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Drone to the rescue

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via Little Ripper

Lifeguards deployed a drone to save two struggling teenage swimmers stranded in rough seas off the coast of Australia.

This is apparently the first time drone technology carrying a flotation device has rescued swimmers.

While drones are commonly known for selfies (i.e. dronies), Amazon deliveries, firing missiles, and spying but they can also do some good too. The company behind the technology, Little Ripper, developed the drones to monitor sharks for coastal safety.

The drone also recorded the entire event which you can see below.

 

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Snowee & Enjoy – South

Image courtesy the artist
Image courtesy the artist

“Doubts self on a daily basis.” That’s what 17 year old producer Enjoy scribbled onto his Soundcloud page. His collaboration on ‘South’ with fellow beat crafter Snowee hit my radar via a Throwing Snow reshare on SoundCloud. Take a listen and be prepared to get lost in the drop.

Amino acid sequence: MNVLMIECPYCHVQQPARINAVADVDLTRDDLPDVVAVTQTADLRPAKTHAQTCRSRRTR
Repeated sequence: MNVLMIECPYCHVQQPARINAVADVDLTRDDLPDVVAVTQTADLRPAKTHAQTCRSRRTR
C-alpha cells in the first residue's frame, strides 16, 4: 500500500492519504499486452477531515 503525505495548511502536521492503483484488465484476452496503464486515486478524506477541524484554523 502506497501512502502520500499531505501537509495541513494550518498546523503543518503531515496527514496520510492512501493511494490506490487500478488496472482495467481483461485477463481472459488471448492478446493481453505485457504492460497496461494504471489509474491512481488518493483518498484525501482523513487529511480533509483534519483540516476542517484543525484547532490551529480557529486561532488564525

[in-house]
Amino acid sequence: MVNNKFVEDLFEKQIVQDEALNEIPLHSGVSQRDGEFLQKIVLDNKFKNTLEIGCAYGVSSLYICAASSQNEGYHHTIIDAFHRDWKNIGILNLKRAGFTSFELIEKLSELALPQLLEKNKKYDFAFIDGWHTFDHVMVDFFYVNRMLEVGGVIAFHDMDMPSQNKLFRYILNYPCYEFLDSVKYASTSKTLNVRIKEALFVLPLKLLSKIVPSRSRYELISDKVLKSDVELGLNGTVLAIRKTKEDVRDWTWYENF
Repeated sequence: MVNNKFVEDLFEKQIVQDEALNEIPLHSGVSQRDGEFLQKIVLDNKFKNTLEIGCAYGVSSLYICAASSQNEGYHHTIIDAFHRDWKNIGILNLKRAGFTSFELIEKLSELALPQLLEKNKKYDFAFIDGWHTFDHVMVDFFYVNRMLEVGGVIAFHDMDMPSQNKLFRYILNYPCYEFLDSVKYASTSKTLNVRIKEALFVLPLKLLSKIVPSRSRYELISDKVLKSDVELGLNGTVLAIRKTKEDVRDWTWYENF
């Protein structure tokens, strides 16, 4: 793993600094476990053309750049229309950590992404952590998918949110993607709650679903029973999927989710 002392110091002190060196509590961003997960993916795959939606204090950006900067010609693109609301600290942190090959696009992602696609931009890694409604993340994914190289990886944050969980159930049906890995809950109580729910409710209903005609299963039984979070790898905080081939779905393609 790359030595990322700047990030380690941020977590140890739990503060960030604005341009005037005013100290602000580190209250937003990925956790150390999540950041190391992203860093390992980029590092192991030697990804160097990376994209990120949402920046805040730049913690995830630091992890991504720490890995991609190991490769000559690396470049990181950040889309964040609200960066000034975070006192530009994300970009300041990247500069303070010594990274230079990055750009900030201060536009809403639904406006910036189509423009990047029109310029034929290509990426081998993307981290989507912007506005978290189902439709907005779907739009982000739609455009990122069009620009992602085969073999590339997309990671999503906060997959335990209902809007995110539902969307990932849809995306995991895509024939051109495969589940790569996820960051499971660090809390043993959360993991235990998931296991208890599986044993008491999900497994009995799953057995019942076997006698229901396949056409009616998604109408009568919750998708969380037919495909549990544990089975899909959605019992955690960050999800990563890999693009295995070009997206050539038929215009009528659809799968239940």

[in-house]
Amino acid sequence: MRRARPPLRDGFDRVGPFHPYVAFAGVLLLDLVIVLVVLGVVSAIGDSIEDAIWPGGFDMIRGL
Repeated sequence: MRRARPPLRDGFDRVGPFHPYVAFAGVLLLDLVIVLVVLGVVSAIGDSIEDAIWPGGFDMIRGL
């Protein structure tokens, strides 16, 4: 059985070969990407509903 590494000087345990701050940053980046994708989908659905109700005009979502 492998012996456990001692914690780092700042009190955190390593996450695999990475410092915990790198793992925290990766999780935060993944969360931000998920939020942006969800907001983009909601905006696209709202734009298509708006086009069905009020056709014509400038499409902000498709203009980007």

If you know any more about these producers, Tweet at me.

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Flat White on Flickr. I used to order Flat Whites all the time while studying abroad in Australia. They’re a bit like a cappuccino but contain less milk and more coffee. That’s probably why I like them ;)
Flat White on Flickr. I used to order Flat Whites all the time while studying abroad in Australia. They’re a bit like a cappuccino but contain less milk and more coffee. That’s probably why I like them 😉
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That feeling you get when you know a new group is just about to blow up. 

Tawk Tomahawk, from Down Under. 

(via freshselects)

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I miss Brunswick Street in Melbourne.

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“Bless You” or Lack Thereof in Australia

When I was studying in Australia and sneezed no one ever said ‘Bless you.’

It was an eery silence felt by every sneezing American there unless of course you were sitting next to a compatriot. But the absence of acknowledgement made you rethink culture and habit.

In America and pretty much rest of world, sneezing is a cue for pity. Our hearts stop momentarily when we sneeze so we like the vocal pat on the back when we make it through. The Turks even have a saying for this after they sneeze (Çok yaşa!), basically ’glad you’re still alive, keep going.’

How did Australia skip out on this universal gesture, one that is as old as AD 77.  This phenomenon may seriously be worth looking into, if only to cure the curiosity.